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Multiple Endocrine Neoplasia Type 1 (MEN1)

Multiple Endocrine Neoplasia Type 1 (MEN1) - What it is

Multiple Endocrine Neoplasia Type 1 is a hereditary tumour/cancer syndrome.

What is Multiple Endocrine Neoplasia Type 1?

Multiple Endocrine Neoplasia Type 1 (MEN1) is a hereditary condition associated with an increased risk of tumours of the endocrine (hormoneproducing) glands.

These glands are located in different parts of the body and control the production of hormones that direct many body processes, including growth, digestion and sexual function.

MEN1 is caused by a fault (i.e., mutation) in the MEN1 gene. The gene provides instructions for producing a protein called menin which is known to play a role in keeping cells from growing and dividing too fast.

How common is MEN1?

It is estimated that about one in 30,000 people have MEN1.

  • The majority of individuals with MEN1 inherit the condition from a parent.
  • About 10% of people with MEN1 do not have a family history of the condition. This is because they may have acquired a de novo (new) change or fault in the MEN1 gene at birth.


What are hereditary tumours and cancers?

Hereditary tumours and cancers develop because of the presence of a faulty gene. Some genes function to protect us from tumour/cancer growth. When they are not working well, it causes an increased risk for tumours/cancers to grow. We refer to genes that are not working well as faulty genes.

Individuals who carry a faulty tumour/cancer gene(s) have a higher chance of developing certain tumours/cancers over their lifetime compared to the general population. The types of tumours/cancer that they may be at increased risk of will depend on the gene(s) involved.

If you have a faulty tumour/cancergene, you may be at increased risk of developing certain tumours/cancers. As genes are shared among family, other family members may have inherited the faulty gene and may be at increased risk of tumours/cancer too.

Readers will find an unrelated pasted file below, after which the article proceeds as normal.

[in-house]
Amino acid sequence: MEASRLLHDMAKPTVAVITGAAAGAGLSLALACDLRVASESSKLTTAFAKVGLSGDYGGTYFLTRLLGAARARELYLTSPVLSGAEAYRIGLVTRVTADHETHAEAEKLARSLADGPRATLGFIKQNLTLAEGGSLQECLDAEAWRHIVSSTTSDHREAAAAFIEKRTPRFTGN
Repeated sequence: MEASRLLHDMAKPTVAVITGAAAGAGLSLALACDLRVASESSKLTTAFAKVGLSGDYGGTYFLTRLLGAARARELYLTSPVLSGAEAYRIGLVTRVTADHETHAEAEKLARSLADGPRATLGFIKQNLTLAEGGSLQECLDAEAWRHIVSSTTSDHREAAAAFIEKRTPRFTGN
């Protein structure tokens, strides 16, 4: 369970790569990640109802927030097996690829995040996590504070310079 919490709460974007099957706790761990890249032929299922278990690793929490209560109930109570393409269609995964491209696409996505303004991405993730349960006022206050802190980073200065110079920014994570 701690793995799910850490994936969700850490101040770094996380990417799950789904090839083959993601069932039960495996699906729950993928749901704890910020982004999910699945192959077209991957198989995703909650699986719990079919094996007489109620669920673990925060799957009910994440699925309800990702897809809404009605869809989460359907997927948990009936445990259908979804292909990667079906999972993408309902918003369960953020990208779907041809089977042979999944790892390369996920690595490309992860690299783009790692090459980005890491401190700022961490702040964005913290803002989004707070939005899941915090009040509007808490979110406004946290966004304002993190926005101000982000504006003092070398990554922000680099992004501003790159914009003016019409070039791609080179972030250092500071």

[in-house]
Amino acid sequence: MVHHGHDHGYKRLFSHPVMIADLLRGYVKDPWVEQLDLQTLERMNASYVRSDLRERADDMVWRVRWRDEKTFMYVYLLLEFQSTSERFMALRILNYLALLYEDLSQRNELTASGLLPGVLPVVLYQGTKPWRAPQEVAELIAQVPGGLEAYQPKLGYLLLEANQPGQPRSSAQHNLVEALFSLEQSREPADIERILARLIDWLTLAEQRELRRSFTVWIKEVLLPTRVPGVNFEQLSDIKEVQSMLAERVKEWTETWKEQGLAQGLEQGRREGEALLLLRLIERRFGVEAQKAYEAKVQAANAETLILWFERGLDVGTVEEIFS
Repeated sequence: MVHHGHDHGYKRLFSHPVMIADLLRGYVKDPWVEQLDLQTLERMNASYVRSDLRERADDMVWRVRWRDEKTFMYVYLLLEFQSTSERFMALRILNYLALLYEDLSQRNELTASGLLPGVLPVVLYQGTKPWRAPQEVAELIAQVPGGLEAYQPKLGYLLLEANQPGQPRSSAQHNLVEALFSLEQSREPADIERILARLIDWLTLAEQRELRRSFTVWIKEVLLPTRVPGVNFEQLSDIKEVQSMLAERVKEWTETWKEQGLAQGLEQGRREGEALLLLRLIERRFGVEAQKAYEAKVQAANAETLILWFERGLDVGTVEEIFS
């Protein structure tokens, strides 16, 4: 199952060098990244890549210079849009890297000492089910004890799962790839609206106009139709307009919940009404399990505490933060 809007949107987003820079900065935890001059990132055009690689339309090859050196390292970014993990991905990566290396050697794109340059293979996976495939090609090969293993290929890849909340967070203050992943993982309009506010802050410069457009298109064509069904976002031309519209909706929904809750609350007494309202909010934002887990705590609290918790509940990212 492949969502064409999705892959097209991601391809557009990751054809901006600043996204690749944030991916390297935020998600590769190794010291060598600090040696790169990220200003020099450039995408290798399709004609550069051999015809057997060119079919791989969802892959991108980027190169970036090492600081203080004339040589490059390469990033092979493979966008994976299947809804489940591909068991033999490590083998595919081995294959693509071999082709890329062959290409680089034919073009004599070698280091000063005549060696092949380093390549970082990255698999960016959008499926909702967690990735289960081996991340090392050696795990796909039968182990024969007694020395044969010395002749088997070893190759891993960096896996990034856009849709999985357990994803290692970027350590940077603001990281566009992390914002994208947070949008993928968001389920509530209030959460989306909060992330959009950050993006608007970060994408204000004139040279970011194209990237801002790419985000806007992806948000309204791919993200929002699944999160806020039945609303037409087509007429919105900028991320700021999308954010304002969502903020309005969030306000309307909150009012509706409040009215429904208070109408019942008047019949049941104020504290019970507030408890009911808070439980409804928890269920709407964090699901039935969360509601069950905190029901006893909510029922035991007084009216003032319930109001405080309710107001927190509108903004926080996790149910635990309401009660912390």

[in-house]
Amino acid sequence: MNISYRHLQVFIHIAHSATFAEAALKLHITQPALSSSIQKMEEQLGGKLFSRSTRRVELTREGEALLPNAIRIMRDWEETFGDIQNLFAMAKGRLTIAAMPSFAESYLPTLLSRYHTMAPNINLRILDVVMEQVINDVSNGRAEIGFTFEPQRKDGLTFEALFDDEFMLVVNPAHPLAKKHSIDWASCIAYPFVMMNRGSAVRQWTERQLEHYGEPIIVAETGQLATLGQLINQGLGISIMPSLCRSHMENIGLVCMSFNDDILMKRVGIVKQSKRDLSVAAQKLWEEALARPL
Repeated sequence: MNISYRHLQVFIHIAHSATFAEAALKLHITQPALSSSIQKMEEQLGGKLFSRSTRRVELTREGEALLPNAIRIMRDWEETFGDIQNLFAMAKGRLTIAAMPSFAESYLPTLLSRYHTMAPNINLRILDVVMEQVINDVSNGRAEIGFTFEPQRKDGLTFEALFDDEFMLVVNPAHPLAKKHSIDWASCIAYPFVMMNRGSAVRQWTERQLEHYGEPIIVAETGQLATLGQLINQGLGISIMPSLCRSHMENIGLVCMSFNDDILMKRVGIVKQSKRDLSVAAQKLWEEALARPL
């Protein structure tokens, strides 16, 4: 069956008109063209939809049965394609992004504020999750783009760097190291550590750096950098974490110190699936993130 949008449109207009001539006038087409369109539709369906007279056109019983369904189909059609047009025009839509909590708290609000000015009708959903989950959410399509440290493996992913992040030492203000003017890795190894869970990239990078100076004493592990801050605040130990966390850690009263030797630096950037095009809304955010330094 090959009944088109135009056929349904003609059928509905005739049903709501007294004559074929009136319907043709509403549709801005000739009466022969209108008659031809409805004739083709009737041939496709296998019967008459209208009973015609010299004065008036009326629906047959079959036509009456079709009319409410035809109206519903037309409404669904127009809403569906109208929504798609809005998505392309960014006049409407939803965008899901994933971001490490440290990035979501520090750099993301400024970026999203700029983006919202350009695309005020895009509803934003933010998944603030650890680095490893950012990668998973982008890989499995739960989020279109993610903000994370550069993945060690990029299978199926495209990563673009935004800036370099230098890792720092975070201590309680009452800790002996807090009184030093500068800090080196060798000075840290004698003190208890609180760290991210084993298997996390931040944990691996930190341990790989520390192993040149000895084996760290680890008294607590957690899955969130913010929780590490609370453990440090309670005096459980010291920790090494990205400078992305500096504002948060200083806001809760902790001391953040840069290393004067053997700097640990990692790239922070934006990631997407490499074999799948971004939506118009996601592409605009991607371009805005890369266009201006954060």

What is genetic testing?

Genetic testing is offered to individuals where a hereditary cause of their personal and/or family history of tumours/cancer is suspected.

Genes contain the instructions that our body reads to carry out different functions. Genetic testing involves analysing your genes to understand if there are faults (i.e., mutations) that may increase the risk of tumours/cancer.

How is genetic testing done?

  • Genetic testing is typically a one-time blood test.
  • If a blood sample cannot be taken, other sample sources (e.g., skin or saliva) may be used.


What are the possible results of genetic testing?

There are 3 types of results you may receive:

Positive Uncertain - Variant of Uncertain Significance (VUS) Negative
Faulty gene(s) identifiedUncertain gene change(s) identified, unclear if these change(s) increase risk for tumours and cancersNo faulty gene(s) identified
Increased risk of developing certain tumours and cancers (depends on faulty gene(s) involved)May be clarified by testing other family membersTumour and cancer risk is similar to that of general population
Your family (parents, siblings, children and extended relatives) may have inherited the faulty gene(s) and should consider genetic testing to clarify thisMay be reclassified over time as ‘positive’ or ‘negative’ when more information is knownTest limitations will be explained in the context of your personal and family history of tumours and cancers

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The information provided is not intended as medical advice. Terms of use. Information provided by SingHealth